Does HIV/AIDS still require an exceptional
response? That question framed the interactive discussion hosted by
the Caucus for Evidence-Based Prevention.
Mitchell Warren (AVAC) launched the
dialogue by quoting Richard Horton (The Lancet): "In 2031 will
there still be UNAIDS? Will we still need UNAIDS? What would
you do as the new Executive Director of UNAIDS?"
Helene Gayle (CARE USA) reminded
us that in 1995 the world was in emergency mode about HIV, but now we
need a different approach. "What we need today is to look at HIV prevention
as a marathon as opposed to a sprint."
"If I were Executive Director of
UNAIDS… I wouldn’t last very long," laughed Peter Figueroa (Jamaica’s
Ministry of Health). "… [M]uch more needs to be done… Prevention
is not just a science, but an art." We must figure out how to
bridge the gap between what people think is "morally right" and
condoning evidence that they think is "morally wrong" – such as
needle exchange or providing condoms to men in jail.
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"What is wrong with the [HIV] response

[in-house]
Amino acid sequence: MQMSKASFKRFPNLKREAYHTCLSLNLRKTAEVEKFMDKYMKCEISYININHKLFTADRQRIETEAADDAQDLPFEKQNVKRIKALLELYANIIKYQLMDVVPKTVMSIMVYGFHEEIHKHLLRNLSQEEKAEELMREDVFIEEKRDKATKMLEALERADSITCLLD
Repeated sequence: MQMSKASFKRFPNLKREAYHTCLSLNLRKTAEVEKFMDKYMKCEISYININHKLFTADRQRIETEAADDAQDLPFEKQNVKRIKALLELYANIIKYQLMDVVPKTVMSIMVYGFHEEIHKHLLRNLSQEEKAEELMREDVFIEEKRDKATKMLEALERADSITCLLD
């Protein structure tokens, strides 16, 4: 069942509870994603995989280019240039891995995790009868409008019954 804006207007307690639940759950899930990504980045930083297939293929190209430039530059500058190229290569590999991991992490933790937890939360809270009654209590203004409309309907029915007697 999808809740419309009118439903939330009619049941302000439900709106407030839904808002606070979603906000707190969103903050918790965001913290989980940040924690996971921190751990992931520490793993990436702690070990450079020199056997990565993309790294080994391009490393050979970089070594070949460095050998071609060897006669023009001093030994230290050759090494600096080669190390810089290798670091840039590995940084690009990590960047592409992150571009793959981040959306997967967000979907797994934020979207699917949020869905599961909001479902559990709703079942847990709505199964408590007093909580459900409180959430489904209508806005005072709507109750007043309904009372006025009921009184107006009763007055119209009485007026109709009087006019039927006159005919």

in the present moment?" Nonkosi Khumalo (Treatment Action Campaign)
asked. She emphasized that the world must respond to the different needs
of different places. "One size does not fit all." She
then provoked her colleagues: "PEPFAR money is not responsive to women
– who carry the brunt of HIV."
Vuyiseka Dubula (Treatment Action Campaign)
added, "We must prioritize investments for women, especially evidence-based
prevention. We will not have an HIV-free generation if we encourage
things that don’t work."
"If ever there was an idea that’s
not evidence-based, it’s that better evidence leads to better policy,"
said Elizabeth Pisani, author of The Wisdom of Whores. She prompted
the audience to address ways to overcome the political barriers to using
Looking forward, the panelists hoped
that women will take the lead, HIV will be treated as a development
issue, and we will focus on prevention efforts where they are needed